Davis leads evaluation of early childhood project

· 3 min read

Davis leads evaluation of early childhood project

Lori Chleborad, CYFS project coordinator, and Dawn Davis, CYFS project manager, prepare materials for families participating in an evaluation of the Superintendents’ Early Childhood Plan. Davis is leading an evaluation of home visitations for children birth to 3.

Among mattresses lining the living room floor, a mother of two—recently evicted and living with a friend—shares her parenting story with a CYFS data collection team.

Her story is one of many that will guide an evaluation of the Superintendents’ Early Childhood Plan, launched last year by the Buffett Early Childhood Institute at the University of Nebraska to close achievement gaps for at-risk children in the Omaha metropolitan area.

Nebraska Center for Research on Children, Youth, Families and Schools project manager Dawn Davis is leading the evaluation of the project’s first component, which provides home visitation support for families with children from birth to 3. Data collection happens where families are — sometimes in living rooms, sometimes in the aftermath of stressful situations and often in the midst of busy schedules.

One of the goals of the evaluation is to give families a voice, one that will guide program implementation. Data collection began in June and will continue as children transition into preschool and elementary school.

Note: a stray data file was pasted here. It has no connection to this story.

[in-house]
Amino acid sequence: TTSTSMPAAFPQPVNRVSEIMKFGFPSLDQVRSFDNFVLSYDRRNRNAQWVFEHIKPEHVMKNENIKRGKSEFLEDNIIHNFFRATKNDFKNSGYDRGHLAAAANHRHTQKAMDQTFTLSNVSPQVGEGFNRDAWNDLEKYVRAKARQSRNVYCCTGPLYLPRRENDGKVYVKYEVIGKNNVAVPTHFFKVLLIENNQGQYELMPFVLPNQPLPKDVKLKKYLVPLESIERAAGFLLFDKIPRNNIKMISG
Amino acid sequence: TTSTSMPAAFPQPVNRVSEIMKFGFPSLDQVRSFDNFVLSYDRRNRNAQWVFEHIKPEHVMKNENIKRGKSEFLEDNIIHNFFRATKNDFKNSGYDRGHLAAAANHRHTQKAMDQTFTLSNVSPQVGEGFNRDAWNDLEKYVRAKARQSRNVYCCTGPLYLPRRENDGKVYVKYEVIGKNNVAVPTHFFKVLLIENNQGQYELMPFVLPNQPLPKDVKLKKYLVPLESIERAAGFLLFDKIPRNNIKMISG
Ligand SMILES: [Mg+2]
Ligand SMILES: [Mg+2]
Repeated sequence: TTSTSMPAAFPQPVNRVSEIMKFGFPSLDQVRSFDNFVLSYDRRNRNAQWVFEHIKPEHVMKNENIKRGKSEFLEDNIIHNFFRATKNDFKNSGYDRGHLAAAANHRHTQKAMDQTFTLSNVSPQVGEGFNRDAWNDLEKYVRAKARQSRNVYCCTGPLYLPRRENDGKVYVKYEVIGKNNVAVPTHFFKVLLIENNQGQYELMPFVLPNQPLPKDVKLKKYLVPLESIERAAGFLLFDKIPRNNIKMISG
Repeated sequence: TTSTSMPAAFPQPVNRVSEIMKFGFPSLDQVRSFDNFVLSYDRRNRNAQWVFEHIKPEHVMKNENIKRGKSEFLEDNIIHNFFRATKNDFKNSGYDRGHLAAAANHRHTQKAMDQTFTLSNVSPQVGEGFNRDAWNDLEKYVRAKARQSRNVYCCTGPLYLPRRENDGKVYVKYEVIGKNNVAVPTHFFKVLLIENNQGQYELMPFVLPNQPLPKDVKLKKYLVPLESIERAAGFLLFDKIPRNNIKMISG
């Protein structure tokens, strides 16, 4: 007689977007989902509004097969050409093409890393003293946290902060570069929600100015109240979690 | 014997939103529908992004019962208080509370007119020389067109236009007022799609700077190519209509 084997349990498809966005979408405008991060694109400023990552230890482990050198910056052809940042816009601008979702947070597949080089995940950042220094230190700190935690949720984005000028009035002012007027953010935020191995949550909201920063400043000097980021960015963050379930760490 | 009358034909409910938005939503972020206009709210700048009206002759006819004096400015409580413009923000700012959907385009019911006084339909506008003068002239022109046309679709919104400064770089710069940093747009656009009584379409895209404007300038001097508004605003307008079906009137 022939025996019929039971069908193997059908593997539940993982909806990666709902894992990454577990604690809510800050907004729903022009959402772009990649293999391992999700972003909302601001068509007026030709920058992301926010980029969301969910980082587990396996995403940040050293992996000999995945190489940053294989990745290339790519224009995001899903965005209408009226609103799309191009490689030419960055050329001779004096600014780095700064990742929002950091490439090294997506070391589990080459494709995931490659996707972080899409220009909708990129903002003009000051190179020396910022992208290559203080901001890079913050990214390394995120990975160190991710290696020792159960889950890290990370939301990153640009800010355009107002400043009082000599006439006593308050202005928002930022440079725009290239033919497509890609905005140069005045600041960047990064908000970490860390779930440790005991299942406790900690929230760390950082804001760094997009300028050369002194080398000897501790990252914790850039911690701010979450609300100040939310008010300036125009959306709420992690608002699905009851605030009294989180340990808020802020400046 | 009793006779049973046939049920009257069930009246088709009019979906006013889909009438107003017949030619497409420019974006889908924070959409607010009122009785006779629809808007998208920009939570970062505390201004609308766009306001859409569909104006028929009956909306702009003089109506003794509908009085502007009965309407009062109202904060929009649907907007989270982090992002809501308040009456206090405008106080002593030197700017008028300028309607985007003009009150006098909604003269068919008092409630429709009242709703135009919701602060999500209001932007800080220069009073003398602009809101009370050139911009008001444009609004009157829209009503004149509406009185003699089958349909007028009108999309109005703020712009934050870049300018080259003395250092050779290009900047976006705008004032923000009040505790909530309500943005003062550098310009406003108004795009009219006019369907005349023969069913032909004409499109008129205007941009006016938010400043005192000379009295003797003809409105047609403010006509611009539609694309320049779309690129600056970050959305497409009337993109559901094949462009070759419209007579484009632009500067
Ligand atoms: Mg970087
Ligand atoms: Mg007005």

“We have many families who have a lot of things going on in their life, but (the program) is important to them and they make time for it,” Davis said. “For the evaluation, we talked to (families) about capturing their stories and experiences so that we can share them with others.”

To capture these stories, the CYFS team is accompanying home visitors to collect data on 150 children and their parents. Davis and her colleagues will evaluate children’s social-emotional and cognitive development, and their relationship with their parents. The team will also evaluate parents’ stress factors, available resources and relationships with home visitors and schools. Using videotaped sessions, a third evaluation will determine the quality of home visitations—for example, the types of questions asked by home visitors or the resources they provide to families.

Davis is coordinating evaluation measures with the Interdisciplinary Center for Program Evaluation of the Munroe Meyer Institute at the University of Nebraska Medical Center, which will evaluate children in preschool through third grade.

The teams are working together to create overlapping measures and link data from birth to third grade. Their evaluation will guide program improvement and measure impact, both now and in the future, as children progress through the program. It will also provide valuable feedback for teachers, principals, policymakers and other community stakeholders.

“We want to look at the cumulative impact of a family’s involvement in the project,” Davis said. “If we continue to support children and families in a way that is consistent across transitions, hopefully it will result in a permanent closure of the (achievement) gap.”

The CYFS research team includes Lisa Knoche, research associate professor and director of the Nebraska Early Childhood Research Academy, and Greg Welch, research associate professor and director of the Bureau of Education Research, Evaluation and Policy. Lori Chleborad, CYFS project coordinator, is managing the project’s data collection team.

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